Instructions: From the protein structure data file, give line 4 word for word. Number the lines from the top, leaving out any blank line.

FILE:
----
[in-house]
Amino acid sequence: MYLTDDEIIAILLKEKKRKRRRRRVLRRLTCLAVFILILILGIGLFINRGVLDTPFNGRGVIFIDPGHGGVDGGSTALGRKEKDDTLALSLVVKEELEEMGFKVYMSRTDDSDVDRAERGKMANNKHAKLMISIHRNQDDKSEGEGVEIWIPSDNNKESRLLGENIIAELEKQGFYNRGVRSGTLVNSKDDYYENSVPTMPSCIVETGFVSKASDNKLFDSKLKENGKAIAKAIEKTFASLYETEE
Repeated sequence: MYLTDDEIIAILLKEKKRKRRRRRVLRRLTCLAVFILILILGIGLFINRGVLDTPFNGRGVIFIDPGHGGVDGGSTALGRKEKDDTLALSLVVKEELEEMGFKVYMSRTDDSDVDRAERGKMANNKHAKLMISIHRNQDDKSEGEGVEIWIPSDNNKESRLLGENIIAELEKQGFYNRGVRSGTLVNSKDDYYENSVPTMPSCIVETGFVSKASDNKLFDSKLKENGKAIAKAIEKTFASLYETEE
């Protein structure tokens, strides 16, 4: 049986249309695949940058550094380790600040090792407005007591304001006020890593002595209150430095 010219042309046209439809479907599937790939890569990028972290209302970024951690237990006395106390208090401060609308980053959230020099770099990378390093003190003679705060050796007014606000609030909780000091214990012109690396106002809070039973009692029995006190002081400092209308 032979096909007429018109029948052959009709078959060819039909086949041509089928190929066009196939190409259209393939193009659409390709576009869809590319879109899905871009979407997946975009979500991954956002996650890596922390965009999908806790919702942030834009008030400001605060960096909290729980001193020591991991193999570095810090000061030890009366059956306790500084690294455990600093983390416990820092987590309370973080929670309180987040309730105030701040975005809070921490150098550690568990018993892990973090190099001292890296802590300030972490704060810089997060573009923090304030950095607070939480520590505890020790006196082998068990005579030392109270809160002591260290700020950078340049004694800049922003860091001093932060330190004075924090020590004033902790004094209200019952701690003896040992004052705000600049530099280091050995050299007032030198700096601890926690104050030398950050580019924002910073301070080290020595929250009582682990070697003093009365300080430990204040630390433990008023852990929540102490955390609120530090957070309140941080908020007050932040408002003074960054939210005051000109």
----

């Protein structure tokens, strides 16, 4: 049986249309695949940058550094380790600040090792407005007591304001006020890593002595209150430095 010219042309046209439809479907599937790939890569990028972290209302970024951690237990006395106390208090401060609308980053959230020099770099990378390093003190003679705060050796007014606000609030909780000091214990012109690396106002809070039973009692029995006190002081400092209308 032979096909007429018109029948052959009709078959060819039909086949041509089928190929066009196939190409259209393939193009659409390709576009869809590319879109899905871009979407997946975009979500991954956002996650890596922390965009999908806790919702942030834009008030400001605060960096909290729980001193020591991991193999570095810090000061030890009366059956306790500084690294455990600093983390416990820092987590309370973080929670309180987040309730105030701040975005809070921490150098550690568990018993892990973090190099001292890296802590300030972490704060810089997060573009923090304030950095607070939480520590505890020790006196082998068990005579030392109270809160002591260290700020950078340049004694800049922003860091001093932060330190004075924090020590004033902790004094209200019952701690003896040992004052705000600049530099280091050995050299007032030198700096601890926690104050030398950050580019924002910073301070080290020595929250009582682990070697003093009365300080430990204040630390433990008023852990929540102490955390609120530090957070309140941080908020007050932040408002003074960054939210005051000109």